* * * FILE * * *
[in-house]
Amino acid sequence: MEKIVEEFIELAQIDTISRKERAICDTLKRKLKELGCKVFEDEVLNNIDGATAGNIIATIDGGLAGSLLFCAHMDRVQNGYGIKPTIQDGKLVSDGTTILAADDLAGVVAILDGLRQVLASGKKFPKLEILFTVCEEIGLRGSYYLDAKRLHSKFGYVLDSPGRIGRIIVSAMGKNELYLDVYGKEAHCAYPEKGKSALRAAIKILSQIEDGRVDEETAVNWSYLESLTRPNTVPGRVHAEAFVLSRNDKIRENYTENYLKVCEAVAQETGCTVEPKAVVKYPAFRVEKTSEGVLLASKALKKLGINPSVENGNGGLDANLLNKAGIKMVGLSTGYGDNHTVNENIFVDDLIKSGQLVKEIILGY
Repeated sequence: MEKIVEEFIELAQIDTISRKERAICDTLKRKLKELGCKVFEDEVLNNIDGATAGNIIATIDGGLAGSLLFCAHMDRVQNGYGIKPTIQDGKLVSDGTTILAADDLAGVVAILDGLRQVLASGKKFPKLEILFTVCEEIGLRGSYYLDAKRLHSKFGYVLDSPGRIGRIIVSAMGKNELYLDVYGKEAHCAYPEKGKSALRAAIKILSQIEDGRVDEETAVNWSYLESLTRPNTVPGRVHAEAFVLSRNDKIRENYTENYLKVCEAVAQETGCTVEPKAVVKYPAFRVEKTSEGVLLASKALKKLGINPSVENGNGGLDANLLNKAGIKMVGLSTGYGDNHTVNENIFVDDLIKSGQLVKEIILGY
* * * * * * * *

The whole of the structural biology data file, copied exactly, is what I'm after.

[in-house]
Amino acid sequence: MEKIVEEFIELAQIDTISRKERAICDTLKRKLKELGCKVFEDEVLNNIDGATAGNIIATIDGGLAGSLLFCAHMDRVQNGYGIKPTIQDGKLVSDGTTILAADDLAGVVAILDGLRQVLASGKKFPKLEILFTVCEEIGLRGSYYLDAKRLHSKFGYVLDSPGRIGRIIVSAMGKNELYLDVYGKEAHCAYPEKGKSALRAAIKILSQIEDGRVDEETAVNWSYLESLTRPNTVPGRVHAEAFVLSRNDKIRENYTENYLKVCEAVAQETGCTVEPKAVVKYPAFRVEKTSEGVLLASKALKKLGINPSVENGNGGLDANLLNKAGIKMVGLSTGYGDNHTVNENIFVDDLIKSGQLVKEIILGY
Repeated sequence: MEKIVEEFIELAQIDTISRKERAICDTLKRKLKELGCKVFEDEVLNNIDGATAGNIIATIDGGLAGSLLFCAHMDRVQNGYGIKPTIQDGKLVSDGTTILAADDLAGVVAILDGLRQVLASGKKFPKLEILFTVCEEIGLRGSYYLDAKRLHSKFGYVLDSPGRIGRIIVSAMGKNELYLDVYGKEAHCAYPEKGKSALRAAIKILSQIEDGRVDEETAVNWSYLESLTRPNTVPGRVHAEAFVLSRNDKIRENYTENYLKVCEAVAQETGCTVEPKAVVKYPAFRVEKTSEGVLLASKALKKLGINPSVENGNGGLDANLLNKAGIKMVGLSTGYGDNHTVNENIFVDDLIKSGQLVKEIILGY